Monday, January 21, 2008

Two-Part Poetry Post

For the past week or so the New Zealand newspapers have been full of the death of Sir Edmund Hillary, his life and the funeral plans. And so another death, although attracting quite a few obituaries and attention, has been rather overshadowed - the poet Hone Tuwhare, at the age of 86.

The link is to the tribute on our local library's website. His poems were lyrical, sometimes political, but accessible - he came from a working class background, while many other esteemed New Zealand poets were university educated.

You can read some of his poems here including "No Ordinary Sun", a protest about the bombing of Hiroshima, and "Albatross" (Kay, are you reading this? I thought of you when I saw that one). "No Ordinary Sun" was 11th on the list of New Zealanders' favourite poems, and Rain was in first place.

And now that I have left you some poetry to read, I have to confess I haven't written any myself for a while. Instead I thought I would offer a giveaway.

I have here a couple of sets of "Kiwi magnetic poetry". The words in these sets are New Zealand vernacular and rather colourful idioms of the sort that I can imagine a Southland cow cockie using (cow cockie = dairy farmer). I've thought of trying to use them in poems, which would be an interesting challenge. It occurs to me that if any poet could slip these into a poem and have them sound natural, it would be Hone Tuwhare.

So, I offer you a few of the phrases from the set. If you would like to win a set, leave a comment to that effect. I'm leaving the conditions of entry open. "Please" might do it, but I'll be more impressed if you offer an accurate answer as to the meanings of the phrases, or even better, an inaccurate but entertaining answer, or if you offer me a short poem using one or more of the phrases. Use your imagination. I'll leave the entries open for a couple of weeks to give you a chance to think about it.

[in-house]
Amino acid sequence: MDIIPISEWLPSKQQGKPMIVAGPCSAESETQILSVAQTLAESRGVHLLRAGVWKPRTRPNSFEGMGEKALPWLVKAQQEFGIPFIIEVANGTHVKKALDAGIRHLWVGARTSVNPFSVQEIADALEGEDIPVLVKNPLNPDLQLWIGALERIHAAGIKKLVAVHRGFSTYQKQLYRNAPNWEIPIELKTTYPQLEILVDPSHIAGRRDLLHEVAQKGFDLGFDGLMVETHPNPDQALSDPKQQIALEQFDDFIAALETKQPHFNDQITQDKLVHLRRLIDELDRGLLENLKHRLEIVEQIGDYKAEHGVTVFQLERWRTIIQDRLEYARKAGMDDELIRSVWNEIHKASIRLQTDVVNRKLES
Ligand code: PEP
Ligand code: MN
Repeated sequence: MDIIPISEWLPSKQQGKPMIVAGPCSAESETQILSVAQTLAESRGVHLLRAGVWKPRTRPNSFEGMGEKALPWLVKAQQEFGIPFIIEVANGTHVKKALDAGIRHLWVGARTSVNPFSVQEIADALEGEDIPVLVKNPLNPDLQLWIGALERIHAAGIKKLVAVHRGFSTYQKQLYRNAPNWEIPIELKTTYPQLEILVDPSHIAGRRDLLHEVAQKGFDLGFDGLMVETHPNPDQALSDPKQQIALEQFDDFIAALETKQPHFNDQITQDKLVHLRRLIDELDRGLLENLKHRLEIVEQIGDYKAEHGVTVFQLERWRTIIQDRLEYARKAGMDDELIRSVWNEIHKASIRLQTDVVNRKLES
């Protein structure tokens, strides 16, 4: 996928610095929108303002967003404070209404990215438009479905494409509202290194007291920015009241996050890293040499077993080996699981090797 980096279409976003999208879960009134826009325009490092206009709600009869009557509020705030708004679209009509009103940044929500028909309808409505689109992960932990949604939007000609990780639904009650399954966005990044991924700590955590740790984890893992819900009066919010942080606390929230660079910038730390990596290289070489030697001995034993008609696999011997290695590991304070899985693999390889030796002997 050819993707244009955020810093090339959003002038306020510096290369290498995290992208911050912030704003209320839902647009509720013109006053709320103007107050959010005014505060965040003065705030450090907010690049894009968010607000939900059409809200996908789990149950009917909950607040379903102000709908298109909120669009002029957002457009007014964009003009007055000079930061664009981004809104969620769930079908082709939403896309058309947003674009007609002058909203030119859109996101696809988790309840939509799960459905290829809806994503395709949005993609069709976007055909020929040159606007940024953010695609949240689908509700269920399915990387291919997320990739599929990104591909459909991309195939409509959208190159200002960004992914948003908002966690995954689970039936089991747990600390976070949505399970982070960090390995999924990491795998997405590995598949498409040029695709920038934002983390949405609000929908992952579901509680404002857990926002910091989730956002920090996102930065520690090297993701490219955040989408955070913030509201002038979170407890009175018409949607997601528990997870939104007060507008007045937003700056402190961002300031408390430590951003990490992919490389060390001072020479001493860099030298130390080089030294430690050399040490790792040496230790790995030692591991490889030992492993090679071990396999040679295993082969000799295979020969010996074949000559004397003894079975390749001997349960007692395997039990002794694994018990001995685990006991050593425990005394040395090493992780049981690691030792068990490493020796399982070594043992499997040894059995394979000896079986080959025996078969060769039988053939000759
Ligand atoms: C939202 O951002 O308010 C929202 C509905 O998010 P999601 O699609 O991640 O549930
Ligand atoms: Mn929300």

stone the crows
across the ditch
bit of a dag
down the gurgler
shoot through
hit the sack
suck the kumera
sparrows fart

For more poetic inspiration (if you haven't come from there), hop on over to readwritepoem


Crafty Green Poet said...

Oh gosh, thanks for the link to No Ordinary Sun, I love that poem, I first read it years ago and had lost it - thanks for helping me find it again!

Interesting that there's a Kiwi magnetic poetry set. i wonder if there's a Scots one? I'll think about the phrases, though we hit the sack too when we go to bed, I assume the meanings the same for you?

Anonymous said...

This is a very informative post. I will go check the link.

Out of the set, I only know Hit the sack. I think I will give all those a guess!

Anonymous said...

This was fun, Catherine. Here's a little thing I wrote, completely guessing at the meanings. I confess I don't know anything about New Zealand vernacular. I'd love to visit your country someday and learn more.

Anonymous said...

Oops! Forgot the "poem".

Stone the crows
to save the crops
glass houses tend to break.
Across the ditch
life could be better
if you don’t tend
to the side you’re on.
Bit of a dag
got you down?
There’s no need to fret.
A friend or two,
and a pint of brew
down the gurgler
will set you right.
Shoot through
the rapids, leave fear behind.
Then when you’re tired
hit the sack before you
suck the kumera – no one wants
to die before their time.
Sparrows fart is the tiniest
sound you can hear.
Sit still, breathe,
and maybe you’ll get lucky.